Succulents are having a major moment right now as one of the hottest trends in gardening and landscaping. Unlike thirsty perennials and annuals, succulents are easy-care plants that require little maintenance once established. Their striking shapes and textures can transform even the simplest garden into a showstopper.
Succulents come in a mind-blowing array of colors, forms, and sizes. There are groundcover types that creep along with tiny leaves just an inch high. Dramatic columnar cacti can shoot up 10 feet tall or higher. And rosette-forming succulents showcase intricate geometric designs. The variety is endless!
These plants store water in their fleshy leaves, stems, or roots. This makes them extremely drought tolerant and ideal for today’s water-wise gardens. Mature, established succulents often only need watering every 2-3 weeks during the hottest months. Many are very cold hardy down to freezing temperatures.
If you love low-maintenance plants, living sculpture, and want to add year-round structure to your garden, succulents are for you. This guide will highlight 20 spectacular varieties anyone can grow successfully. You’ll learn ideal conditions, creative display ideas, propagation techniques, and how to avoid common problems. Get ready to be inspired to create your own living art with beautiful succulents.
Best Succulents for Beginners
When just getting started with succulents, it’s best to begin with varieties that are easy to care for and more forgiving of beginner mistakes. Here are 5 top choices:
With teardrop-shaped leaves dangling from trailing stems like a donkey’s tail, this succulent is perfect for hanging baskets. It enjoys bright light and infrequent watering. The leaves fall off easily so handle gently.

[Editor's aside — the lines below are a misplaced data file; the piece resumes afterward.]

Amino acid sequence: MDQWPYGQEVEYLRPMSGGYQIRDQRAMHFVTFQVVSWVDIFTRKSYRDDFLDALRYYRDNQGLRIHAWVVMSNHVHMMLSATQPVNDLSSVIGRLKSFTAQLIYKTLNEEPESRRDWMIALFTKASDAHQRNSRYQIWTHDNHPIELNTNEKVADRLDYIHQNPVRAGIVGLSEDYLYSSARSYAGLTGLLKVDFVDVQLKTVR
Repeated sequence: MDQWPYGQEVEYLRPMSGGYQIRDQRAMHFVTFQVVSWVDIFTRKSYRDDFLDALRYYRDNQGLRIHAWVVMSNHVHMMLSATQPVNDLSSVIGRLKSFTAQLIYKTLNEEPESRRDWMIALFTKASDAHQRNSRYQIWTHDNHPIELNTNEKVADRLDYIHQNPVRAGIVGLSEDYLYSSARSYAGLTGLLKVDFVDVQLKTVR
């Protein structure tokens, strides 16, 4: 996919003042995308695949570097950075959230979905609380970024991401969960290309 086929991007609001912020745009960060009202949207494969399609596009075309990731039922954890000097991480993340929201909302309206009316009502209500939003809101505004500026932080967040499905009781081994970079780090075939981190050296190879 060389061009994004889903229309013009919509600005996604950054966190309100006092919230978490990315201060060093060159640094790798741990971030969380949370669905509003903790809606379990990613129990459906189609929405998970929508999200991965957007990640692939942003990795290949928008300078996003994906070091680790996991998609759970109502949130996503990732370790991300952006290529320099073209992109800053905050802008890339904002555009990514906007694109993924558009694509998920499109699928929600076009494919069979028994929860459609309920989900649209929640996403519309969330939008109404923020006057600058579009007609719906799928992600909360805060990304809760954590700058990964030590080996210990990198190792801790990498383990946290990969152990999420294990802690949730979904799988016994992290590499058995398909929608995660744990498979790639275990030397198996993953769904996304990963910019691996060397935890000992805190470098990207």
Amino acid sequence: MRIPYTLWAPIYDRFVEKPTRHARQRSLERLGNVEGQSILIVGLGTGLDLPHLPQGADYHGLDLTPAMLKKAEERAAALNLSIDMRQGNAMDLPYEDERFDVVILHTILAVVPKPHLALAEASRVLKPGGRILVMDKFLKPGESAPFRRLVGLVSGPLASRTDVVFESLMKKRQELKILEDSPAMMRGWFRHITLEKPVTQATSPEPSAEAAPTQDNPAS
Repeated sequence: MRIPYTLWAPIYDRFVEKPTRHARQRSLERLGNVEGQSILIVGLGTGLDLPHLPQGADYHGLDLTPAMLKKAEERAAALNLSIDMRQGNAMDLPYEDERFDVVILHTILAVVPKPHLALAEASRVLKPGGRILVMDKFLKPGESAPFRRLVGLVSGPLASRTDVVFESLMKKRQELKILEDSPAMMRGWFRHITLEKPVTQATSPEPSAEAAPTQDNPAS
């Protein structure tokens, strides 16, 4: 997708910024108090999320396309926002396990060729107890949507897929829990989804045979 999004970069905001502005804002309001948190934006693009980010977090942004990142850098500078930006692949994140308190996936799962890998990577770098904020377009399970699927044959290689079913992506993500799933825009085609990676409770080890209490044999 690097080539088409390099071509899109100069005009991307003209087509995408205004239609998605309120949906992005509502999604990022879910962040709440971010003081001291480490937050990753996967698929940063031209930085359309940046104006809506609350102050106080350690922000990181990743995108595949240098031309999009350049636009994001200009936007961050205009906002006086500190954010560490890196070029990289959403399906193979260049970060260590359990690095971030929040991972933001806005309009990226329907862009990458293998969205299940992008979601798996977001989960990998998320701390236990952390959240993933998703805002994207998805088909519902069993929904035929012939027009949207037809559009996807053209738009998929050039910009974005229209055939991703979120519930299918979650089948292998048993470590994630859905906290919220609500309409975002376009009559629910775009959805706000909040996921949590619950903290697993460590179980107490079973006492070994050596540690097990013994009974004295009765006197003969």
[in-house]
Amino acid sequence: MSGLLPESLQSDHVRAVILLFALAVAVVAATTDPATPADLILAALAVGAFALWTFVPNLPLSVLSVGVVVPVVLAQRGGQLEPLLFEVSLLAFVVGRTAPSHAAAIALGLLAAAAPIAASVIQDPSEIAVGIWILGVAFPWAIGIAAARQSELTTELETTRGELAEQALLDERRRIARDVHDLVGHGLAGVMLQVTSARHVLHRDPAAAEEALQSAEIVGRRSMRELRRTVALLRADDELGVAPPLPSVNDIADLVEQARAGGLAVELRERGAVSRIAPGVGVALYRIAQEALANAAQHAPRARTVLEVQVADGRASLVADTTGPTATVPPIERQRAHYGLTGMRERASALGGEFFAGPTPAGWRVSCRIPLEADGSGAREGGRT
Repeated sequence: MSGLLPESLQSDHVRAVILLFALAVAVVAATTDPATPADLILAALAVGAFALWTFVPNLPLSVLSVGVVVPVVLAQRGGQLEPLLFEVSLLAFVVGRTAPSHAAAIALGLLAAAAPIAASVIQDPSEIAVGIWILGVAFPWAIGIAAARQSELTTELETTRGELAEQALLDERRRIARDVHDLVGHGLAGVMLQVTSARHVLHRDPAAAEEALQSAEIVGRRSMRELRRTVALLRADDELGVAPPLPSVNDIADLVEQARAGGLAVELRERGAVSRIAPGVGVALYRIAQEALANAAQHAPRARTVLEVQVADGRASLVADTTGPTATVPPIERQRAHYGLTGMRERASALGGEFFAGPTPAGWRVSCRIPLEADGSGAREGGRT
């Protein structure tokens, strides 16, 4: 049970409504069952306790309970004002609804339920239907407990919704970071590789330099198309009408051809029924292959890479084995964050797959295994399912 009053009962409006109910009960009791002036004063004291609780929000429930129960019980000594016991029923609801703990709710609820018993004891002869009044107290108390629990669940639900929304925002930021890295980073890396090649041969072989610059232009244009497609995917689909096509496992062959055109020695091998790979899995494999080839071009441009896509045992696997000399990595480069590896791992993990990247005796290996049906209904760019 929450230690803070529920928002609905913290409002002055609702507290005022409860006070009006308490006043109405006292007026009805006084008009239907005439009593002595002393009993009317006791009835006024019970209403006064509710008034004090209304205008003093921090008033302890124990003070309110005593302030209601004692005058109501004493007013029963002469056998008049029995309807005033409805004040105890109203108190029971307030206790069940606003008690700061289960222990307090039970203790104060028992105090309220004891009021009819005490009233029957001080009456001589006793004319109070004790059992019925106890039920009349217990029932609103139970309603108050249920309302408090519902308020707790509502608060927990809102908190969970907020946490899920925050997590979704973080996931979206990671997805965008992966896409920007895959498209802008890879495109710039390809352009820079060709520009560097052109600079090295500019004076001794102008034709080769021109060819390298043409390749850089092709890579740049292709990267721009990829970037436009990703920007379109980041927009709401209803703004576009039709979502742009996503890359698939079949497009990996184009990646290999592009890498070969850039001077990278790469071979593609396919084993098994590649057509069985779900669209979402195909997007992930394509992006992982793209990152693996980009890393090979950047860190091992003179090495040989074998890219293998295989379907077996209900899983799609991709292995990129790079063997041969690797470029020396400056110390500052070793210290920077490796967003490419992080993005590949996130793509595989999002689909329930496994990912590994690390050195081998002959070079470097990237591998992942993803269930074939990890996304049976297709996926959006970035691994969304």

Hen and Chicks
Hen and chicks form rosettes of chubby leaves that produce clumps of plantlets or “chicks” around the original “hen” plant. Hardy in zones 3-9, they thrive with neglect and reseed readily.
A compact bushy plant with oval jade-green leaves, the jade plant adapts well to indoor and outdoor growing. Let the soil dry out completely between waterings. Mature plants produce tiny pink or white star-shaped flowers.
Aloe vera is grown for its nutritious gel. The spiky leaves turn orange in strong sun. Allow the soil to dry between waterings and protect from frost. Pups sprout from the base to expand your collection.
Named for its paddle-shaped fleshy leaves, this succulent is less forgiving of overwatering than some. Provide very well-draining soil and a sunny location. Prune off old leaves at the base to keep it compact.
Ideal Growing Conditions Succulents Need
Succulents thrive when given the right growing conditions. While they are low-maintenance compared to other plants, there are a few key things to provide to keep them happy and healthy.
Succulents need a very fast-draining soil mix. Aim for a sandy, gritty soil that drains quickly. You can buy cactus/succulent soil mixes, or make your own by mixing equal parts potting soil, coarse sand, perlite or pumice. Make sure the soil drains rapidly and doesn’t hold moisture.
Most succulents require full sun, which means at least 6 hours of direct sunlight per day. Some varieties need partial shade if you live in a very hot climate. Morning sun is ideal, with afternoon shade. Grow them in the sunniest part of your garden.
Let the soil dry out completely between waterings. Succulents store water in their leaves and stems, so overwatering is harmful. Wait until the soil is totally dry before watering again. In winter, reduce watering even more.